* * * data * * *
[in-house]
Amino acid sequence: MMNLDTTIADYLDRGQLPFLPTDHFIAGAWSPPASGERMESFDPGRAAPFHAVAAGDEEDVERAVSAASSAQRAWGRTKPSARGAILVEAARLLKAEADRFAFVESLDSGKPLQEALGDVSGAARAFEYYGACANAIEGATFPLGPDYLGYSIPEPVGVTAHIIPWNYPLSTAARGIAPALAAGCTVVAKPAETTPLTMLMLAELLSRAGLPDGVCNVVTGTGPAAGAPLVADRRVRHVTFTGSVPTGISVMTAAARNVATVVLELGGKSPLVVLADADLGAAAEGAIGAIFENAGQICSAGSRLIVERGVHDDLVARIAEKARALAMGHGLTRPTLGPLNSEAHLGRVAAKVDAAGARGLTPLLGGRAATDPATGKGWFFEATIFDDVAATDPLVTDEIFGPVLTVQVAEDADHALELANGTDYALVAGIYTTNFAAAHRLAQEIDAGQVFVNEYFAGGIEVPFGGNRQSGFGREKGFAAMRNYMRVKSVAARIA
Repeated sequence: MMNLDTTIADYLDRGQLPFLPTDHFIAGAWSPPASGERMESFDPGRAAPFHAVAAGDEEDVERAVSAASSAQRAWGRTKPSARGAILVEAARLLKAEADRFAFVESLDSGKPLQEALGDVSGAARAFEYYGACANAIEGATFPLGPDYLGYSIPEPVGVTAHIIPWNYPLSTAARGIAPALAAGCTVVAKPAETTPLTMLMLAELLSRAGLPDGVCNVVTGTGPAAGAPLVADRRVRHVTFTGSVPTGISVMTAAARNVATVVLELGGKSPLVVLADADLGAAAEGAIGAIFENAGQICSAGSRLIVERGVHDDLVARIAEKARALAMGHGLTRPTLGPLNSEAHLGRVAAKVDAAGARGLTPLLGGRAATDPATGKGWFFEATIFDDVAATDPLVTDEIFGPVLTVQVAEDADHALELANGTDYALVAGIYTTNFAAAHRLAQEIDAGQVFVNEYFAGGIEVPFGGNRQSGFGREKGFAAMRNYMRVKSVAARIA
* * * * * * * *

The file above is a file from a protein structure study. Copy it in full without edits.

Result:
[in-house]
Amino acid sequence: MMNLDTTIADYLDRGQLPFLPTDHFIAGAWSPPASGERMESFDPGRAAPFHAVAAGDEEDVERAVSAASSAQRAWGRTKPSARGAILVEAARLLKAEADRFAFVESLDSGKPLQEALGDVSGAARAFEYYGACANAIEGATFPLGPDYLGYSIPEPVGVTAHIIPWNYPLSTAARGIAPALAAGCTVVAKPAETTPLTMLMLAELLSRAGLPDGVCNVVTGTGPAAGAPLVADRRVRHVTFTGSVPTGISVMTAAARNVATVVLELGGKSPLVVLADADLGAAAEGAIGAIFENAGQICSAGSRLIVERGVHDDLVARIAEKARALAMGHGLTRPTLGPLNSEAHLGRVAAKVDAAGARGLTPLLGGRAATDPATGKGWFFEATIFDDVAATDPLVTDEIFGPVLTVQVAEDADHALELANGTDYALVAGIYTTNFAAAHRLAQEIDAGQVFVNEYFAGGIEVPFGGNRQSGFGREKGFAAMRNYMRVKSVAARIA
Repeated sequence: MMNLDTTIADYLDRGQLPFLPTDHFIAGAWSPPASGERMESFDPGRAAPFHAVAAGDEEDVERAVSAASSAQRAWGRTKPSARGAILVEAARLLKAEADRFAFVESLDSGKPLQEALGDVSGAARAFEYYGACANAIEGATFPLGPDYLGYSIPEPVGVTAHIIPWNYPLSTAARGIAPALAAGCTVVAKPAETTPLTMLMLAELLSRAGLPDGVCNVVTGTGPAAGAPLVADRRVRHVTFTGSVPTGISVMTAAARNVATVVLELGGKSPLVVLADADLGAAAEGAIGAIFENAGQICSAGSRLIVERGVHDDLVARIAEKARALAMGHGLTRPTLGPLNSEAHLGRVAAKVDAAGARGLTPLLGGRAATDPATGKGWFFEATIFDDVAATDPLVTDEIFGPVLTVQVAEDADHALELANGTDYALVAGIYTTNFAAAHRLAQEIDAGQVFVNEYFAGGIEVPFGGNRQSGFGREKGFAAMRNYMRVKSVAARIA